## Abstract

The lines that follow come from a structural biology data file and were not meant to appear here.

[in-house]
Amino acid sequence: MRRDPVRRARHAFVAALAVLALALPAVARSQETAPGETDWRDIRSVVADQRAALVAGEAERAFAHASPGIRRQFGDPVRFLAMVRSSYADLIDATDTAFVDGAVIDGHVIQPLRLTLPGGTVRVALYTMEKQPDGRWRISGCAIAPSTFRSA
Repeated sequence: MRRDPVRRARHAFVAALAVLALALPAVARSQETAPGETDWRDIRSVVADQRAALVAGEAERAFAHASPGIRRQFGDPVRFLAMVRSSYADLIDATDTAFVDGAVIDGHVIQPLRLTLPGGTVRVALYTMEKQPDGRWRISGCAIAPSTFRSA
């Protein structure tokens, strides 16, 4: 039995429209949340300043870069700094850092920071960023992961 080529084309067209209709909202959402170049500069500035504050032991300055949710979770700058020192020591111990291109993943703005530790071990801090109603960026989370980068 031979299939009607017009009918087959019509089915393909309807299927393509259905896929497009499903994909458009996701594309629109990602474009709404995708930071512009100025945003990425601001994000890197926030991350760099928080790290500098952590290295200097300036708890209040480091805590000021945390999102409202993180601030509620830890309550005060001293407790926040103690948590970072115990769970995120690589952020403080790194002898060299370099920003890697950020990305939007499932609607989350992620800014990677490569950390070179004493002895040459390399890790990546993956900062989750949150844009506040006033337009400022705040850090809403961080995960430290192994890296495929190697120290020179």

The electron-atom scattering problem is formulated by using the Breit-Pauli hamiltonian, and the Kohn variational principle is derived for this hamiltonian. Two distinct types of relativistic corrections are considered separately: (1) relativistic corrections due to the motion of the colliding electron and its interaction with the target; (2) relativistic corrections due to breakdown of LS-coupling in the target. In both of these cases it is shown that within the Breit-Pauli approximation a collision strength may be written $\Omega ^{\text{rel}}$(i,j) = $\Omega ^{\text{nr}}$(i,j) + $\alpha ^{2}$C$_{\text{rel}}^{(2)}$(i,j) + $\alpha ^{4}$C$_{\text{rel}}^{(4)}$(i,j), where $\Omega ^{\text{rel}}$ is the collision strength including relativistic corrections and $\Omega ^{\text{nr}}$ is the non-relativistic collision strength. The quantities C$_{\text{rel}}^{(2)}$ and C$_{\text{rel}}^{(4)}$ are contributions of orders $\alpha ^{2}$ and $\alpha ^{4}$ respectively, relative to $\Omega ^{\text{nr}}$. In the case of corrections of type (1), consistency problems render it difficult to calculate the term $\alpha ^{4}$C$_{\text{rel}}^{(4)}$ reliably. On the other hand, strong semi-empirical evidence suggests that in the case of corrections of type (2), the $\alpha ^{4}$ correction can be reliably estimated within the framework of existing theory. By means of Racah algebra it is demonstrated that fine structure interactions between colliding electron and target give no contributions of order $\alpha ^{2}$ provided that that $\Omega ^{\text{rel}}$(i,J) is summed over the fine structure levels of the initial and final target terms. Breakdown of LS-coupling in the target (due to fine structure interactions among the target electrons) gives contribution of order $\alpha ^{2}$ to the total collision strength. However, these contributions do not vanish when the collision strengths are summed over the fine structure levels of the initial and final terms. Asymptotic expansions for the dependence of $\Omega ^{\text{rel}}$ upon the nuclear charge Z of the target are derived for corrections of types (1) and (2). The present work is discussed in relation to recent work by Carse & Walker (1973) and Walker (1974), who have studied the electron-hydrogen scattering problem in a formulation based upon the Dirac equation. Practical procedures for carrying out calculations in the framework of the present theory are discussed, and one such procedure is formulated in some detail.